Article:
- What are ramps?
- Identification & habitat
- Tools for harvesting
- How to sustainably harvest
- How to store
- How to cook
- Ramps & Watercress recipe
- Ramp compound butter recipe
Ramps, ramsons or wild leeks, are one of the earliest wild edibles to emerge, and, for some, they're the holy grail of wild edibles. Historically ramps were regarded as a spring tonic in the Appalachians. Early settlers relied on their restorative qualities after long, hungry winters.
The high vitamin C in ramps has saved many a mountaineer from scurvy and other nutritional maladies. Modern foragers dream all year about that uniquely pungent garlicky-onion flavor...the same flavor that odiferously permeates your pores to effectively stave off man and beast.
Identification & habitat
Ramps (Allium tricoccum) occur in Eastern North America from Georgia to Canada. They're easily recognized by their 1, 2, or 3 broad leaves measuring 1 to 2 1/2 inches wide and 4 to 12 inches long.
The leaves appear in early April and last until around mid-May. As May temperatures get warmer, the leaves will turn yellow and die.
Look for ramps underneath dense deciduous forest canopy in well-drained soil that's rich with organic matter. They generally like north-facing slopes.
There are some dangerous look-alikes so be sure the plants you pick smell like onion or garlic.
Do not pick the dangerous Lily of the Valley (Convallaria majalis) or False hellebore (Veratrum genus) by mistake.
Again, make sure they smell like onion or garlic. If you're unsure, please let a knowledgeable forager confirm your find or just pass on picking. It may also be helpful to consult multiple references for more positive identification.
Unfortunately for ramps, they're super-trendy these days. Chefs, foodies, and other ramp-lovers flock to the mountains by the thousands for a chance to bask in their gourmet-ness. "Ramp feeds," known as ramp festivals now, have been taking a toll on ramp populations for years and the added pressure of their recent popularity has really put a hurting on their numbers.
The implications affect conservationists and foodies alike. Cindy and I are conservationists first and foragers second. What this means for us is that ramping is not only unsustainable, but it gets more arduous each year as we climb higher and longer to find undiscovered ramp patches.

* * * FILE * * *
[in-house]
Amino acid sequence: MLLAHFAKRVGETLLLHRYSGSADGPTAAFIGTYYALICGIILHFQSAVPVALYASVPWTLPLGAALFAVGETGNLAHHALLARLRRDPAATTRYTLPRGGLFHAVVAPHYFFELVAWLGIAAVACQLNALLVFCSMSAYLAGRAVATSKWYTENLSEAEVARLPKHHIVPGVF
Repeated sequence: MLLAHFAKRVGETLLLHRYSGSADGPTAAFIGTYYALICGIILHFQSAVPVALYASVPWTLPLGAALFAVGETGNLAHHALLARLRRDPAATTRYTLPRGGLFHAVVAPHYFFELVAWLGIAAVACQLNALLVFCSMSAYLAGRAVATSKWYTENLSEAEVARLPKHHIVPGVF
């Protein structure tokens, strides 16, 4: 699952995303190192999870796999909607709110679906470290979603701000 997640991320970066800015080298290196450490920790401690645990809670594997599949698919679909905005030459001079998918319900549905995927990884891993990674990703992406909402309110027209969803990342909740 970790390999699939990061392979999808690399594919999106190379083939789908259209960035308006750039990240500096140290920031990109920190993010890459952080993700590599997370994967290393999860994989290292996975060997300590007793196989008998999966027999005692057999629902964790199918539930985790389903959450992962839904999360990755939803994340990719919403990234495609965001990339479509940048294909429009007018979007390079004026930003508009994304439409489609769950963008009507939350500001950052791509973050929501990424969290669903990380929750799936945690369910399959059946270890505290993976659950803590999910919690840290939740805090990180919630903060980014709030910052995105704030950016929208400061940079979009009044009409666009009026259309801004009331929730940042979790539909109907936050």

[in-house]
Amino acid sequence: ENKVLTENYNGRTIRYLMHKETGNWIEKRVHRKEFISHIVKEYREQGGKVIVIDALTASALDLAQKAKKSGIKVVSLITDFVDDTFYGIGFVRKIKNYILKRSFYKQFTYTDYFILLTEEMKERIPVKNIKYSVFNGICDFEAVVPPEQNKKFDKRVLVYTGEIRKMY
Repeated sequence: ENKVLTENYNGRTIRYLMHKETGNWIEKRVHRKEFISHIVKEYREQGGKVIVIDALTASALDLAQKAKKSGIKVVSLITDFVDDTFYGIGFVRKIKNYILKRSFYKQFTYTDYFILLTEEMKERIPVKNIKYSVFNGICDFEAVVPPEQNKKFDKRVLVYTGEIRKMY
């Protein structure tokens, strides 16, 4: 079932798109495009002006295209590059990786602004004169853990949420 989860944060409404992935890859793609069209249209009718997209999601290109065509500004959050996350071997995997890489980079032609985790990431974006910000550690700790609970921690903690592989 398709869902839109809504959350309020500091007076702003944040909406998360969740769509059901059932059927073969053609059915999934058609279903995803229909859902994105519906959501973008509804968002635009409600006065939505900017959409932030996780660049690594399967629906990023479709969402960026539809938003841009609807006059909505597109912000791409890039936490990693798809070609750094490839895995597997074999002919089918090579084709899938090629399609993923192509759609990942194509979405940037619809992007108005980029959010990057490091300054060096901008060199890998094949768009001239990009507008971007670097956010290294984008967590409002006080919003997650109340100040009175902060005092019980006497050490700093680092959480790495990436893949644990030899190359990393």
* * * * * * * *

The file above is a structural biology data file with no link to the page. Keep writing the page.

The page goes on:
Traditionally, the Cherokee dug, and still dig, ramps by leaving the roots. This is done by cutting off the bottom of the bulb with a pocket knife while it's still in the ground. It's really a simple process.
I used to use a pocket knife with about a two inch blade but I've found that a longer fixed-blade knife works better. It's much easier to get a four-inch blade to the root without disturbing the dirt around it.
This one is really important. It's way too easy to run up to the ramp patch after work with good intentions of sustainbly digging ramps. You get to the trailhead at 5:30pm and it's 6pm by the time you're digging ramps. The sun's about to slip behind the mountains and you're in a sudden hurry to get your ramps and get out of there. So you abandon your plan and jerk as many roots out of the ground as you can before running out. DON'T DO IT!
Sustainably harvesting ramps takes more time, so you really need to make allowance for it. Plus it's a lot more fun to have a leisurely walk into the woods, not worrying about racing the waning light. If you can't give yourself the time to do it, please consider taking only greens and leaving the bulbs undisturbed. You won't need nearly as much time if you only harvest leaves!
Sharp hunting knife
Make sure it's sharp! A dull knife will do more harm than good--you'll end up mutilating the bulb so it's not useable as food and not viable as a plant. You may even want to touch up the blade as you dig, since the grit of the dirt will take your edge. You'll also want to make sure the blade is at least three or four inches so you can easily reach the root without disturbing the soil.
If you insist on digging the root, use a hori hori knife to minimize impact.
Backpack or shoulder bag
I usually put a few plastic grocery bags in a backpack and then load a bag or two with ramps before putting them in my pack, which helps keeps the dirt out of the pack.
The most sustainable way to harvest ramps is to cut only one leaf, leaving the bulb and second leaf to continue growing. This is least impactful on the soil, the plant, and the colony as a whole. The leaves, in my opinion are the best part, anyway, and taking only leaves is the best way to ensure the colony will remain viable.
If you insist on taking bulbs, please dig sustainably: Using a digging knife or stick:
Then carefully cut away the bottom third of the bulb with roots, leaving them in the ground.